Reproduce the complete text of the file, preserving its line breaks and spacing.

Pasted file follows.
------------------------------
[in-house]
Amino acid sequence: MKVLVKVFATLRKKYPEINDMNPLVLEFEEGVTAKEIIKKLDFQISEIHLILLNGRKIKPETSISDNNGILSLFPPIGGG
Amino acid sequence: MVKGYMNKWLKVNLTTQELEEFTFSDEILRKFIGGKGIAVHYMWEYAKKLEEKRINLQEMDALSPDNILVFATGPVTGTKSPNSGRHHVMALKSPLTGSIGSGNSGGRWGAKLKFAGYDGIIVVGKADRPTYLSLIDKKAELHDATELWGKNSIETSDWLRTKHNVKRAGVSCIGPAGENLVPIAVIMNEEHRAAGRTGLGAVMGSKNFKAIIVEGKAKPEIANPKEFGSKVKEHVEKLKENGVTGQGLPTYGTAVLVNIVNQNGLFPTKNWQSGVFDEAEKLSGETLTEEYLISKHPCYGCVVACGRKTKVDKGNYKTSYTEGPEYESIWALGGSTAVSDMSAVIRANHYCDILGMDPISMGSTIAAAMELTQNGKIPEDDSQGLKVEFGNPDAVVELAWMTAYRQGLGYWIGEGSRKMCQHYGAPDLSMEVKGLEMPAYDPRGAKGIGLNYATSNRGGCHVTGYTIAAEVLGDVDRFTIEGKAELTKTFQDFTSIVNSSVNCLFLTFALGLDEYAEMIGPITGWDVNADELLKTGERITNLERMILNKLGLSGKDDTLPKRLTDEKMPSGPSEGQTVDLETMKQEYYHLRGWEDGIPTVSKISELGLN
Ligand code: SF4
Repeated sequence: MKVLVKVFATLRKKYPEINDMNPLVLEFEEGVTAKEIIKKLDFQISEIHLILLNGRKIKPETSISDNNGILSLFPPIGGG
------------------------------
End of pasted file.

[in-house]
Amino acid sequence: MKVLVKVFATLRKKYPEINDMNPLVLEFEEGVTAKEIIKKLDFQISEIHLILLNGRKIKPETSISDNNGILSLFPPIGGG
Amino acid sequence: MVKGYMNKWLKVNLTTQELEEFTFSDEILRKFIGGKGIAVHYMWEYAKKLEEKRINLQEMDALSPDNILVFATGPVTGTKSPNSGRHHVMALKSPLTGSIGSGNSGGRWGAKLKFAGYDGIIVVGKADRPTYLSLIDKKAELHDATELWGKNSIETSDWLRTKHNVKRAGVSCIGPAGENLVPIAVIMNEEHRAAGRTGLGAVMGSKNFKAIIVEGKAKPEIANPKEFGSKVKEHVEKLKENGVTGQGLPTYGTAVLVNIVNQNGLFPTKNWQSGVFDEAEKLSGETLTEEYLISKHPCYGCVVACGRKTKVDKGNYKTSYTEGPEYESIWALGGSTAVSDMSAVIRANHYCDILGMDPISMGSTIAAAMELTQNGKIPEDDSQGLKVEFGNPDAVVELAWMTAYRQGLGYWIGEGSRKMCQHYGAPDLSMEVKGLEMPAYDPRGAKGIGLNYATSNRGGCHVTGYTIAAEVLGDVDRFTIEGKAELTKTFQDFTSIVNSSVNCLFLTFALGLDEYAEMIGPITGWDVNADELLKTGERITNLERMILNKLGLSGKDDTLPKRLTDEKMPSGPSEGQTVDLETMKQEYYHLRGWEDGIPTVSKISELGLN
Ligand code: SF4
Repeated sequence: MKVLVKVFATLRKKYPEINDMNPLVLEFEEGVTAKEIIKKLDFQISEIHLILLNGRKIKPETSISDNNGILSLFPPIGGG